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Review: Burlesque The Musical at The Opera House ‘delivers a fabulous night out of fun’

The cult film featuring Cher and Christina Aguilera has made the transition from screen to stage - but how would it turn out?
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Burlesque The Musical Opera House

Burlesque began life as a film, written and directed by Steven Antin and starring Christina Aguilera and Cher.

It did not make waves at the box office, and critics hated it.

But it has since gained a cult following and there are fans desperate to see if it gives a little more or a little less, on stage, in the guise of a full-blown musical.

Burlesque at the Opera House

Burlesque The Musical 1
Burleque The Musical. Photo Credit Johan Persson

The first pleasing thing about this show is that does not plunder the Cher and Xtina jukebox, in desperate need of a hook to pull the audience in.

There are key songs from the film, including You Haven’t Seen the Last of Me, Welcome to Burlesque and others and they sit alongside new material from stars of the show Todrick Hall and Jess Folley.

This blend does not jar – it gives the show new life, and it can breathe as a musical because of these new songs which lend some narrative weight to the slimmest of plots.

A small-town girl heading to LA

Nina Ann Nelson. Photo credit: Johan Persson

Small-town girl Ali (Jess Foley) leaves home in search of her dreams and this takes her from Iowa to LA. She is seeking fame and success and her real mom, as she was adopted.

She gets more than she bargained for when she meets tough tiger mom Tess (Jackie Burns) who is a burlesque club owner. The club is in trouble though, and guess what? It needs someone to get the punters in; someone with star quality.

When queen bee Nikki (Nina Ann Nelson) is too drunk to perform, in steps Ali and a star is born.

As I said, the plot of the film was always slim and the writing has the odd camp line, embraced by Cher and taken to new heights in the movie. This musical production cannot make up for the lack of emotional disconnection, as this young protagonist seeks the mother who abandoned her. It is not going to give you Long Lost Family vibes or tears, that’s for sure.

A well-polished show

Todrick Hall and Ensemble. Photo credit Johan Persson Photography

But there is something immediate and well-honed happening here, and the show does feel polished and ready to raise the roof. And on opening night, it does exactly that.

Nick Winston’s production benefits from his choreography which in itself is a mix of Pose meets Bob Fosse and it celebrates the beauty of Burlesque, none more so than in one of Todrick Hall’s new numbers which explores the history of this art form.

An electric connection with the audience

In the style of Madonna’s iconic hit Vogue and Billy Porter from Pose, Hall is a great MC, as he connects with the audience and goes off script and entertains them and they get what they came for.

There are moments when the show needs more glue, instead of glitter. Some of the scenes feel like they are here because they are in the film, but they need more connection, as the show sometimes feels like a series of loosely connected scenes.

A tap-dancing sequence, for example, feels like everything is being thrown at the show, and a sex scene sung through a ballad feels slightly odd and out of place.

Nina Ann Nelson’s terrific performance

And there are so many characters, that some end up barely registering. George Maguire’s money-grabbing boyfriend Vince is the archetypal villain, and you know this the minute he steps onto the stage.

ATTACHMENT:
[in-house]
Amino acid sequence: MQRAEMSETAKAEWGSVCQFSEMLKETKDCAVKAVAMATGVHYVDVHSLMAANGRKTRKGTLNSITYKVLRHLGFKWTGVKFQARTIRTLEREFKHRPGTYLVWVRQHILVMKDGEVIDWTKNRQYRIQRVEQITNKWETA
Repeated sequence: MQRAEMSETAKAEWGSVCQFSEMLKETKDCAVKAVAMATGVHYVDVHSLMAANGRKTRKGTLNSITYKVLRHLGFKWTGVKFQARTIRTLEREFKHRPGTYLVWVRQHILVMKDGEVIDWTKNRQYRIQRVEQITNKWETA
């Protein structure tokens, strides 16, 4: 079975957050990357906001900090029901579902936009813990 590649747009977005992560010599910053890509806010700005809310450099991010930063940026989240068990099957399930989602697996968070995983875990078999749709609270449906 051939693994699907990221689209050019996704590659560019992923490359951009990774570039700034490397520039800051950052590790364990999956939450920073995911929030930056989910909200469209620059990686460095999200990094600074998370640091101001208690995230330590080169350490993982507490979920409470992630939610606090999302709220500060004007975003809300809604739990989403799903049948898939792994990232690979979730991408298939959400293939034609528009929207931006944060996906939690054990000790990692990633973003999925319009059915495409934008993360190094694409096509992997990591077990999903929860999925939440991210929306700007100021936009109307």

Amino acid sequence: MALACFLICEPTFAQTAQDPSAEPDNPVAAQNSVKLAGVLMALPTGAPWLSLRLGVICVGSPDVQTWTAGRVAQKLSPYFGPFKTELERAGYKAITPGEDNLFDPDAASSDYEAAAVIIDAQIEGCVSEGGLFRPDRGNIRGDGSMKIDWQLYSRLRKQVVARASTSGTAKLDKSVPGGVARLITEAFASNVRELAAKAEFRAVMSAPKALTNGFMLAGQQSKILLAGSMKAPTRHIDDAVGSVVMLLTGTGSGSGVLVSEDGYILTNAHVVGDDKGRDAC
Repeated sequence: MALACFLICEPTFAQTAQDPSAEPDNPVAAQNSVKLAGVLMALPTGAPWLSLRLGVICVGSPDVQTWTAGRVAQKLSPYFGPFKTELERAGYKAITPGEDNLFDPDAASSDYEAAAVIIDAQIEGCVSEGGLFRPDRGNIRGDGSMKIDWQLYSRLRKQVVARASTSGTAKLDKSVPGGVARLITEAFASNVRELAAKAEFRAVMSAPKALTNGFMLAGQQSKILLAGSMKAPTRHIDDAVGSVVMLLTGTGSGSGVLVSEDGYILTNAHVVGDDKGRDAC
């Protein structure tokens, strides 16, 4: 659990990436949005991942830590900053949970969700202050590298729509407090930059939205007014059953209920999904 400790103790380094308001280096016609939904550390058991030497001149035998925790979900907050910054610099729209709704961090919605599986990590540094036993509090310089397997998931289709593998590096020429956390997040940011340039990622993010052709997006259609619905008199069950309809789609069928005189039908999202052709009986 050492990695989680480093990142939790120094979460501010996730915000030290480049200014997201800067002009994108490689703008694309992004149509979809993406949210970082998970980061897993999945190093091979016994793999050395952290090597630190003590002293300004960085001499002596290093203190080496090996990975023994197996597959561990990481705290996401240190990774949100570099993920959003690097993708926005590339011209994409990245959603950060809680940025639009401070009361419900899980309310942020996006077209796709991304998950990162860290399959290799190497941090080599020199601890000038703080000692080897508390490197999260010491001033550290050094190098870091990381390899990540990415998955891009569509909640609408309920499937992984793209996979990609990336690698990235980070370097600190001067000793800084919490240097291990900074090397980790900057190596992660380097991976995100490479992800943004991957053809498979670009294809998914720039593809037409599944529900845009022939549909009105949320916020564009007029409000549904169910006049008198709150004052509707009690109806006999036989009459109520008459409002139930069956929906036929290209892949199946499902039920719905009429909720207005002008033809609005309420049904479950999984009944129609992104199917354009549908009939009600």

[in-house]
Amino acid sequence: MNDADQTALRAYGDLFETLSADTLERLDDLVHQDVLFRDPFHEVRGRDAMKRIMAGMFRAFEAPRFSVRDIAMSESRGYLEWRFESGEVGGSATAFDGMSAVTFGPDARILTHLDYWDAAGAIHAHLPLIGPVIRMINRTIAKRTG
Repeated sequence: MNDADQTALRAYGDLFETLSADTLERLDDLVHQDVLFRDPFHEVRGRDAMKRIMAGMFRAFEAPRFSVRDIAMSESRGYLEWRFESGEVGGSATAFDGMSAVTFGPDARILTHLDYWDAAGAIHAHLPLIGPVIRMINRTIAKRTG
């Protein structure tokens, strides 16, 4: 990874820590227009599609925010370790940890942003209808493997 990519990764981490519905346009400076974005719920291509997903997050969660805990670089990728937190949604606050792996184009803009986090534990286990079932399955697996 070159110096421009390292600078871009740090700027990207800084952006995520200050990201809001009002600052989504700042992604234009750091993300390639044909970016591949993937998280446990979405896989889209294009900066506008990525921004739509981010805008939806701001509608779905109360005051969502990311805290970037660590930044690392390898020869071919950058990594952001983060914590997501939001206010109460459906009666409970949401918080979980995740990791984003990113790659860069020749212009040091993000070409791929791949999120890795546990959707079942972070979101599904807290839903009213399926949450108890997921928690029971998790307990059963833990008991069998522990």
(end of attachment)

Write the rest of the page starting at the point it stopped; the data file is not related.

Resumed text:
He plays it for all it’s worth and delivers way more than is on the page. Nina Ann Nelson is terrific as Nikki, whose nose is out of joint when ingenue Ali rocks up.

She has one song which is a mix of Diamonds Are a Girl’s Best Friend and Madonna’s Material Girl and she knows how to deliver a full-blown show in three minutes flat.

Jackie Burns owns the stage

Jackson played by Michael Mather is a kind-hearted character and he is welcome, as he counteracts the cattiness of the club. He has an easy chemistry with Jess Foley, and you believe they are together. Jackie Burns is fabulous as the matriarch, as she owns the stage.

Her big number You Haven’t Seen the Last of Me needs to be longer though, as it does feel a bit rushed.

Jess Foley is the genie in the bottle and once she is centre stage, she wows the audience with her vocal ability and she acts well, embracing the campness of the comedy and the predictable nature of the storyline.

She looks less assured during the big dance numbers at the moment, but vocally she is incredible.

And she contributes some Christina-style songs, which bring much-needed oomph when she the show needs it.

A musical that ‘knows where it’s headed’

At the moment, Burlesque feels like a stage musical which knows where it’s headed, and it playfully mocks itself and the plot developments.

The sound design is spot on and the set design by Soutra Gilmour is dark and dirty, and you can almost hear the footsteps on the sticky floor.

Burlesque is one of those musicals that will divide audiences. For me, it delivers in ways that I did not expect and that’s because it is a mix between a musical and a gig, and that may irritate musical theatre purists, but it will also get people into a theatre.

It needs work to strike a perfect pose. But Burlesque delivers a great night out and manages to turn a beloved B movie into an almost A-grade musical.

Tickets for Burlesque at the Opera House

Burlesque is at the Opera House until Saturday 29th June.

It returns from 3rd October – 2nd November and there is better availability during the second run.

You can book tickets here

You can find out what’s on at the Opera House by clicking here

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